Taibbi offers chapter and verse on all those shenanigans. And also the observation that,

Imagine asking a person incapable of learning the rules to Candy Land to pilot a 747 in a snowstorm, and you’re close to grasping what it meant to Loudoun to have Barts in elected office while the county tried to navigate a national controversy.

He also notes that,

It was impossible to make it through a paragraph of most of these national accounts without hitting a bluntly provable lie.

That was the problem with the “narrative” all the way along. Terry McAulliffe is a political pro, he should have known better. But the average reader of these accounts deserved better than they got. Taibbi also makes the point a lot of people have been saying privately – Dems sure picked a hell of a time to decide to become repellent to parents.

It’s a four-part series that covers the inception of the current discontent to where we are now with recalls pending. Has details that will surprise most. It’s also far and away the best reporting on the whole episode(s).

In a related vein, Ruy Teixeira on Asian voters and education:

Which brings us to the key issue for many Asian voters: education. It is difficult to overestimate how important education is to Asian voters, who see it as the key tool for upward mobility—a tool that even the poorest Asian parents can take advantage of. But Democrats are becoming increasingly associated with an approach to schooling that seems anti-meritocratic, oriented away from standardized tests, gifted and talented programs and test-in elite schools—all areas where Asian children have excelled.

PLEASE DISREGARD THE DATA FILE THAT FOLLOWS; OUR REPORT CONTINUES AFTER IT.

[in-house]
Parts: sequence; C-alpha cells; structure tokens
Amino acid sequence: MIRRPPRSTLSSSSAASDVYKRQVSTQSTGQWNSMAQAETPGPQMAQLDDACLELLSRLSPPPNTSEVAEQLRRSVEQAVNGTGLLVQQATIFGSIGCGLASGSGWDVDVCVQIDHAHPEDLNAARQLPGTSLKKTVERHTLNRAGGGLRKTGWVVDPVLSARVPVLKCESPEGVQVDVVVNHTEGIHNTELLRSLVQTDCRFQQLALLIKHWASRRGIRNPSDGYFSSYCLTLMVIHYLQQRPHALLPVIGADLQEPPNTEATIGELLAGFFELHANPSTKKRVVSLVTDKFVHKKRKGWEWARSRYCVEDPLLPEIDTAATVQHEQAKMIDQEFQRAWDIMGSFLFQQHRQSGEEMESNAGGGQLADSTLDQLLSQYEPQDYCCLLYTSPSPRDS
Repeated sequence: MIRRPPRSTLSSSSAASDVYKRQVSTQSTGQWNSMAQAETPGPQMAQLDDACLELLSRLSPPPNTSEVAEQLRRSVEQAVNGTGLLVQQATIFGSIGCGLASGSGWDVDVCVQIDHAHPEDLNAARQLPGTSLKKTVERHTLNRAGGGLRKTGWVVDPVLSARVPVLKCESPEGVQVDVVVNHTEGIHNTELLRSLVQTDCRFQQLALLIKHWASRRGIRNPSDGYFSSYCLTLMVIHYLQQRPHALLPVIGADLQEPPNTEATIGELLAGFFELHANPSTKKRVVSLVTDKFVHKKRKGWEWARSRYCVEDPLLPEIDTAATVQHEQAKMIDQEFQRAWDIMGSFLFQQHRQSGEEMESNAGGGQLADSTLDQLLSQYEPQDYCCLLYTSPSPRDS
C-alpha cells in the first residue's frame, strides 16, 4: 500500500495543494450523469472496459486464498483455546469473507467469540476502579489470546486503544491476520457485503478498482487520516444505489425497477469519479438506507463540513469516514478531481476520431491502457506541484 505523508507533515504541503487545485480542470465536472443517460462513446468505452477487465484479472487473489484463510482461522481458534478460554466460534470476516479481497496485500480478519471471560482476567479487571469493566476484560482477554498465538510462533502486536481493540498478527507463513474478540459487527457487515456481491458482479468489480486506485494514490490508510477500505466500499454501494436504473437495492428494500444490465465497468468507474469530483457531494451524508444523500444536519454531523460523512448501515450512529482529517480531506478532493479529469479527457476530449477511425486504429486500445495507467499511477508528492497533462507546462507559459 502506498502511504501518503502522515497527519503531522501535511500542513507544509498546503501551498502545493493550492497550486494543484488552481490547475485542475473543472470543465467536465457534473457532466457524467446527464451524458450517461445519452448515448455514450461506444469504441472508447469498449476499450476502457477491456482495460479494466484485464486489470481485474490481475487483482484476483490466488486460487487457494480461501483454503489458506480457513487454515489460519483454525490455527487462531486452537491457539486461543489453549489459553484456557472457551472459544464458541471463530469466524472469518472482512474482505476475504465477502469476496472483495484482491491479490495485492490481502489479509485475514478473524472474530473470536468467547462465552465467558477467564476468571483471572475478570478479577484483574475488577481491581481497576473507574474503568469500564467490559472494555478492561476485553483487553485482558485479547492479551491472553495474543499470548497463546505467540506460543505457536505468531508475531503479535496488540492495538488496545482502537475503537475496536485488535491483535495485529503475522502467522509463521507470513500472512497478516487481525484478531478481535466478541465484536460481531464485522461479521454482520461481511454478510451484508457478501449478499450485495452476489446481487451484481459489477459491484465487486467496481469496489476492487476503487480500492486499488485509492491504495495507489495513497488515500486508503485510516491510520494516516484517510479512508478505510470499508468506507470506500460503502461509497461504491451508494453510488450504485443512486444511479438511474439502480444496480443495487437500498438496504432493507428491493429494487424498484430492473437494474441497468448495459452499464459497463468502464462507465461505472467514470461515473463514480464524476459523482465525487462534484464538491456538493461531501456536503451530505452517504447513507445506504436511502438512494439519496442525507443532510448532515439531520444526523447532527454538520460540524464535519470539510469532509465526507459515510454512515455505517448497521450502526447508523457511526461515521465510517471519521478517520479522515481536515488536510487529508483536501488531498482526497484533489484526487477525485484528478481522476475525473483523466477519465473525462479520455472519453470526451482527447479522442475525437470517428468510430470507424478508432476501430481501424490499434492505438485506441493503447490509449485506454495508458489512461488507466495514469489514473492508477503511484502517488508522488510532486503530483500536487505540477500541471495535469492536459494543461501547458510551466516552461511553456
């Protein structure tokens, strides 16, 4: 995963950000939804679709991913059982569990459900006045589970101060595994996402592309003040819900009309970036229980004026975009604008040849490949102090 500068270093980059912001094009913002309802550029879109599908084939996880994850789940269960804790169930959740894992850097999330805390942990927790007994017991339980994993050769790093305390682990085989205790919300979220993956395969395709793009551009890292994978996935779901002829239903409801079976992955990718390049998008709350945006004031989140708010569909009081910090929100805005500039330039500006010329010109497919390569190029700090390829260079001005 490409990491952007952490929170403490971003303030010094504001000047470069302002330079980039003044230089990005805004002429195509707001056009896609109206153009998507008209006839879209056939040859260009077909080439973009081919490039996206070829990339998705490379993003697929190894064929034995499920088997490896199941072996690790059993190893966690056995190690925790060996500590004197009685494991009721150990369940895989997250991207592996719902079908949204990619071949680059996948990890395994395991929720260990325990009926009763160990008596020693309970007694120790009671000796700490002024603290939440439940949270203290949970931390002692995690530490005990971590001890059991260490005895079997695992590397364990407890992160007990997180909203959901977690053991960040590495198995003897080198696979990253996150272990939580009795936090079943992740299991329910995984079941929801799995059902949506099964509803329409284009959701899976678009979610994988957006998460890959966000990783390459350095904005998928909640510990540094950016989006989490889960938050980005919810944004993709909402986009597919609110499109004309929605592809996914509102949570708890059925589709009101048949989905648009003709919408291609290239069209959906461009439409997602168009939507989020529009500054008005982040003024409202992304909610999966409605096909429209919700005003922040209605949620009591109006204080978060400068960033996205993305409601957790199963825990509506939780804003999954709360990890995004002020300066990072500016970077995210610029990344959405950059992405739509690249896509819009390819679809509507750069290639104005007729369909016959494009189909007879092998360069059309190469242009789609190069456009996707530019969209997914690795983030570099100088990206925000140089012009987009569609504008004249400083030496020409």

It does not seem mysterious that Asian voters might react negatively to this approach. In fact, it would be mysterious if they didn’t.

Who takes long bus rides and are long bus rides bad for kids?

Randall Kennedy, his book was on the 2021 book list, if you want an overview he talks to The Nation.

From the Holmes trial, this is close enough to education for us, via Money Stuff:

Part of Holmes’s defense to the charges of defrauding investors was that those investors did so little due diligence that at some level they must have wanted to be defrauded. This defense did not work, and I am not sure it is a valid legal defense, but I sympathize. One of the charges on which she was convicted was defrauding Betsy DeVos’s family office out of a $100 million investment. Lisa Peterson, a DeVos family investment manager, testified at the trial:

Lance Wade, a lawyer for Ms. Holmes, asked Ms. Peterson, an investment professional, if she was familiar with the concept of due diligence.

“You understand that’s a typical thing to do in investing?” he said. …

Ms. Peterson testified that she was scared Ms. Holmes would cut her firm out of the deal if they dug deeper into the details of Theranos’s business.

“We were very careful not to circumvent things and upset Elizabeth,” she said. “If we did too much, we wouldn’t be invited back to invest.”

Here’s a New Year’s playlist from Empircal Education.